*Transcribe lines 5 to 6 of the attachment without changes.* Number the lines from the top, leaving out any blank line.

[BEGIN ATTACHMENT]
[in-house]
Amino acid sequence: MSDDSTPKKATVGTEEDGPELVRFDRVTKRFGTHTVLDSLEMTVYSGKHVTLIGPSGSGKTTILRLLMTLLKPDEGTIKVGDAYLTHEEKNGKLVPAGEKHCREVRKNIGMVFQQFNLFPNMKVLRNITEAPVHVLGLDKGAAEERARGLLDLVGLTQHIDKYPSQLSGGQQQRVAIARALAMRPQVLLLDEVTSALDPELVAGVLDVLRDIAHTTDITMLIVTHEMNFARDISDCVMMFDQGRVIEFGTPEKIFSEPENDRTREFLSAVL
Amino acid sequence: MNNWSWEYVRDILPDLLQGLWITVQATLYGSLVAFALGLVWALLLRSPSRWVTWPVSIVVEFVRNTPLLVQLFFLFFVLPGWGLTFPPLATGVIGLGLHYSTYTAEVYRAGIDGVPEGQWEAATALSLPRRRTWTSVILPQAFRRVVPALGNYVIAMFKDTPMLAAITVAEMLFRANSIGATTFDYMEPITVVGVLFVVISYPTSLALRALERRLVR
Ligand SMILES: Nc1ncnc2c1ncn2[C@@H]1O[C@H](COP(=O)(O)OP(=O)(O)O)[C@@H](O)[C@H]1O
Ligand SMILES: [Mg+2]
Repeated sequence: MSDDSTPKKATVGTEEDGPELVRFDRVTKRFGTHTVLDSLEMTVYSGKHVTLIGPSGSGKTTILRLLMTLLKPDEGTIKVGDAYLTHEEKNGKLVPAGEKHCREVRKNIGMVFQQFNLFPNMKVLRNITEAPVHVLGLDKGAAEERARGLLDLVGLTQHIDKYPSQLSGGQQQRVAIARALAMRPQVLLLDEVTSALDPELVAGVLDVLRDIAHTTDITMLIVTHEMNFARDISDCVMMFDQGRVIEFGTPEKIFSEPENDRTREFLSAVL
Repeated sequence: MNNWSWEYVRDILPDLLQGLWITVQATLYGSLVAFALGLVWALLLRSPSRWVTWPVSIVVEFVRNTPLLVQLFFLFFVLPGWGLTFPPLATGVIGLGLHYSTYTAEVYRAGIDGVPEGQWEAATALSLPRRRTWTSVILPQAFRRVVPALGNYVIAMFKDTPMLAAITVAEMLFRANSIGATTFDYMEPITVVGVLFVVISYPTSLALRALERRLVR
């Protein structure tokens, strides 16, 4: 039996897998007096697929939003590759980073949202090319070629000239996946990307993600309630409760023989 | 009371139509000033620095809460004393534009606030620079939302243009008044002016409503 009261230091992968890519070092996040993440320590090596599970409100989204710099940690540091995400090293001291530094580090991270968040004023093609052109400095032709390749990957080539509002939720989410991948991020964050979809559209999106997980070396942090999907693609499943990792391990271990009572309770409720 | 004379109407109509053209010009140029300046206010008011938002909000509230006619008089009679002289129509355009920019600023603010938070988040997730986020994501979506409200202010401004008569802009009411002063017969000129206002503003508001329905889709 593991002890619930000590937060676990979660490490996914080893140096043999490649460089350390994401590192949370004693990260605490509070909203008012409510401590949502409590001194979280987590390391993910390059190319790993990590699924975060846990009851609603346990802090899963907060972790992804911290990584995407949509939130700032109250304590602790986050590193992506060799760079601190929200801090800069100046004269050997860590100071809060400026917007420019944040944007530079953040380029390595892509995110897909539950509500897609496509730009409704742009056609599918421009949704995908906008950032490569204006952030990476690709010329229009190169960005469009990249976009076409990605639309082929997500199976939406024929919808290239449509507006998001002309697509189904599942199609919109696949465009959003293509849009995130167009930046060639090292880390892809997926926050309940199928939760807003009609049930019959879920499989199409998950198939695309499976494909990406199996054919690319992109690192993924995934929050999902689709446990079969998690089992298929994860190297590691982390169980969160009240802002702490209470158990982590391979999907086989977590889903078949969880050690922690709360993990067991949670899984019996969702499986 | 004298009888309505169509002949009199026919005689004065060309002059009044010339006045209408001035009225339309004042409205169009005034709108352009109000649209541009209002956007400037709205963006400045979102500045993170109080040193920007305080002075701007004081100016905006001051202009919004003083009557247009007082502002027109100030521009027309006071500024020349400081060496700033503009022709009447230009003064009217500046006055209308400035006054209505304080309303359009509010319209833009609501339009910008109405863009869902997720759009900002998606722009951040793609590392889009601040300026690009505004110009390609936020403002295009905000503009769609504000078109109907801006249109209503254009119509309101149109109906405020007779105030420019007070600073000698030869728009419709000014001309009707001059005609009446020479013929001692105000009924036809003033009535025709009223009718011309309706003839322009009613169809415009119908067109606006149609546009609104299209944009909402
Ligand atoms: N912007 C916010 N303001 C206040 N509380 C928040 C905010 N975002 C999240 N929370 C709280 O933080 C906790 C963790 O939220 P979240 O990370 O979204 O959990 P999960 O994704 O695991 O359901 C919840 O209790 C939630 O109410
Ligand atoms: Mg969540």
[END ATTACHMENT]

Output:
Ligand SMILES: [Mg+2]
Repeated sequence: MSDDSTPKKATVGTEEDGPELVRFDRVTKRFGTHTVLDSLEMTVYSGKHVTLIGPSGSGKTTILRLLMTLLKPDEGTIKVGDAYLTHEEKNGKLVPAGEKHCREVRKNIGMVFQQFNLFPNMKVLRNITEAPVHVLGLDKGAAEERARGLLDLVGLTQHIDKYPSQLSGGQQQRVAIARALAMRPQVLLLDEVTSALDPELVAGVLDVLRDIAHTTDITMLIVTHEMNFARDISDCVMMFDQGRVIEFGTPEKIFSEPENDRTREFLSAVL